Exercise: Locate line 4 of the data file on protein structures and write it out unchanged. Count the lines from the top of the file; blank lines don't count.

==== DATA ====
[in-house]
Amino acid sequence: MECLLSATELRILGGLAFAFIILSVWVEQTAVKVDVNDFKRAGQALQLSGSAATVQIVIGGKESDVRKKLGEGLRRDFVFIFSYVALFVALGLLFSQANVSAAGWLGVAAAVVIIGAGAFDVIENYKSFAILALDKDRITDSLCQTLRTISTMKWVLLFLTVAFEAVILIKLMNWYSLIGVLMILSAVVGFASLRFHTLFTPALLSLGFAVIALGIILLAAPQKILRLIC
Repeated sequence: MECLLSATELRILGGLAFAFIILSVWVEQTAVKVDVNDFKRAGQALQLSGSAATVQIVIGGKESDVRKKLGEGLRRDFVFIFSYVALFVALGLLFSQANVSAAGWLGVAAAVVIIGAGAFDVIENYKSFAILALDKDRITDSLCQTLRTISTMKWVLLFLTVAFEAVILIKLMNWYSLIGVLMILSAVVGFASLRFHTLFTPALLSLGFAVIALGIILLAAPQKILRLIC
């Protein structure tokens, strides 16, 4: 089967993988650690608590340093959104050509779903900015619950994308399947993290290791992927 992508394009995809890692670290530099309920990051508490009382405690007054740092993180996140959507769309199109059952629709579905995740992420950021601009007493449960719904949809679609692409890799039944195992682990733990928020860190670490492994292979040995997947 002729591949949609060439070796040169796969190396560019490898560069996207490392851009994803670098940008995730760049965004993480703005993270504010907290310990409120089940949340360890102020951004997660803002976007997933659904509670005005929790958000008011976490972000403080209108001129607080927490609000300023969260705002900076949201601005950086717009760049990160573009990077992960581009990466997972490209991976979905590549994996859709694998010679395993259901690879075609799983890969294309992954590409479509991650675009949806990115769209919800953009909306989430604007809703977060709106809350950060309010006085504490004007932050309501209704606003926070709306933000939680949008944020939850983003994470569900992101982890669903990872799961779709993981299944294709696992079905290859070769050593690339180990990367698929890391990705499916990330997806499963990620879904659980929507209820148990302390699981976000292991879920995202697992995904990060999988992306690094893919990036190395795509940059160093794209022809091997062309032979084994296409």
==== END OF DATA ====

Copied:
């Protein structure tokens, strides 16, 4: 089967993988650690608590340093959104050509779903900015619950994308399947993290290791992927 992508394009995809890692670290530099309920990051508490009382405690007054740092993180996140959507769309199109059952629709579905995740992420950021601009007493449960719904949809679609692409890799039944195992682990733990928020860190670490492994292979040995997947 002729591949949609060439070796040169796969190396560019490898560069996207490392851009994803670098940008995730760049965004993480703005993270504010907290310990409120089940949340360890102020951004997660803002976007997933659904509670005005929790958000008011976490972000403080209108001129607080927490609000300023969260705002900076949201601005950086717009760049990160573009990077992960581009990466997972490209991976979905590549994996859709694998010679395993259901690879075609799983890969294309992954590409479509991650675009949806990115769209919800953009909306989430604007809703977060709106809350950060309010006085504490004007932050309501209704606003926070709306933000939680949008944020939850983003994470569900992101982890669903990872799961779709993981299944294709696992079905290859070769050593690339180990990367698929890391990705499916990330997806499963990620879904659980929507209820148990302390699981976000292991879920995202697992995904990060999988992306690094893919990036190395795509940059160093794209022809091997062309032979084994296409």